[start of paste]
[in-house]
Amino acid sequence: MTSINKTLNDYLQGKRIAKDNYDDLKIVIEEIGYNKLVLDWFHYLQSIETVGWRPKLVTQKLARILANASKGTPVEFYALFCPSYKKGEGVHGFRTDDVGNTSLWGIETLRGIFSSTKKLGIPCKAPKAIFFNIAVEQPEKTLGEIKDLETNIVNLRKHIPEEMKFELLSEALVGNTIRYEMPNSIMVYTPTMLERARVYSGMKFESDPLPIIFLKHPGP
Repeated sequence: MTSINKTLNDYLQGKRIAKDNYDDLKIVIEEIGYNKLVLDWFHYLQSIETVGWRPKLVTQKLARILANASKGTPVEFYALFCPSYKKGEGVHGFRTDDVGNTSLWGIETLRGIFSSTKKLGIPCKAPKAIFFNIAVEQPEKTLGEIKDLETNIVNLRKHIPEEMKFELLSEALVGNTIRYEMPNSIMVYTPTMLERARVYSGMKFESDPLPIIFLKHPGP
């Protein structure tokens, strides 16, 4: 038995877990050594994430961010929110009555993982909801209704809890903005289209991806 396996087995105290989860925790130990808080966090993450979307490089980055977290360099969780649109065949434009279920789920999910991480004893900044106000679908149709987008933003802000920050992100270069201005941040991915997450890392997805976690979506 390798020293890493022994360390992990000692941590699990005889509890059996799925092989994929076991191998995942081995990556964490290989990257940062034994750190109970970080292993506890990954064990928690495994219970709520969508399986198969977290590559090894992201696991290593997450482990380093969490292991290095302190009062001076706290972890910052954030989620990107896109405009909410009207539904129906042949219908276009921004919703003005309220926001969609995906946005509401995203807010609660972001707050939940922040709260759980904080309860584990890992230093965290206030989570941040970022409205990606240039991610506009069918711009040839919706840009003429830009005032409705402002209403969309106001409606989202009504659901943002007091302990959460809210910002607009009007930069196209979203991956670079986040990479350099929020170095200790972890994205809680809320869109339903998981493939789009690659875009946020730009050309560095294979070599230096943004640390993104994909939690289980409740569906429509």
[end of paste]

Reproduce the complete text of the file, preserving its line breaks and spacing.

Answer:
[in-house]
Amino acid sequence: MTSINKTLNDYLQGKRIAKDNYDDLKIVIEEIGYNKLVLDWFHYLQSIETVGWRPKLVTQKLARILANASKGTPVEFYALFCPSYKKGEGVHGFRTDDVGNTSLWGIETLRGIFSSTKKLGIPCKAPKAIFFNIAVEQPEKTLGEIKDLETNIVNLRKHIPEEMKFELLSEALVGNTIRYEMPNSIMVYTPTMLERARVYSGMKFESDPLPIIFLKHPGP
Repeated sequence: MTSINKTLNDYLQGKRIAKDNYDDLKIVIEEIGYNKLVLDWFHYLQSIETVGWRPKLVTQKLARILANASKGTPVEFYALFCPSYKKGEGVHGFRTDDVGNTSLWGIETLRGIFSSTKKLGIPCKAPKAIFFNIAVEQPEKTLGEIKDLETNIVNLRKHIPEEMKFELLSEALVGNTIRYEMPNSIMVYTPTMLERARVYSGMKFESDPLPIIFLKHPGP
């Protein structure tokens, strides 16, 4: 038995877990050594994430961010929110009555993982909801209704809890903005289209991806 396996087995105290989860925790130990808080966090993450979307490089980055977290360099969780649109065949434009279920789920999910991480004893900044106000679908149709987008933003802000920050992100270069201005941040991915997450890392997805976690979506 390798020293890493022994360390992990000692941590699990005889509890059996799925092989994929076991191998995942081995990556964490290989990257940062034994750190109970970080292993506890990954064990928690495994219970709520969508399986198969977290590559090894992201696991290593997450482990380093969490292991290095302190009062001076706290972890910052954030989620990107896109405009909410009207539904129906042949219908276009921004919703003005309220926001969609995906946005509401995203807010609660972001707050939940922040709260759980904080309860584990890992230093965290206030989570941040970022409205990606240039991610506009069918711009040839919706840009003429830009005032409705402002209403969309106001409606989202009504659901943002007091302990959460809210910002607009009007930069196209979203991956670079986040990479350099929020170095200790972890994205809680809320869109339903998981493939789009690659875009946020730009050309560095294979070599230096943004640390993104994909939690289980409740569906429509």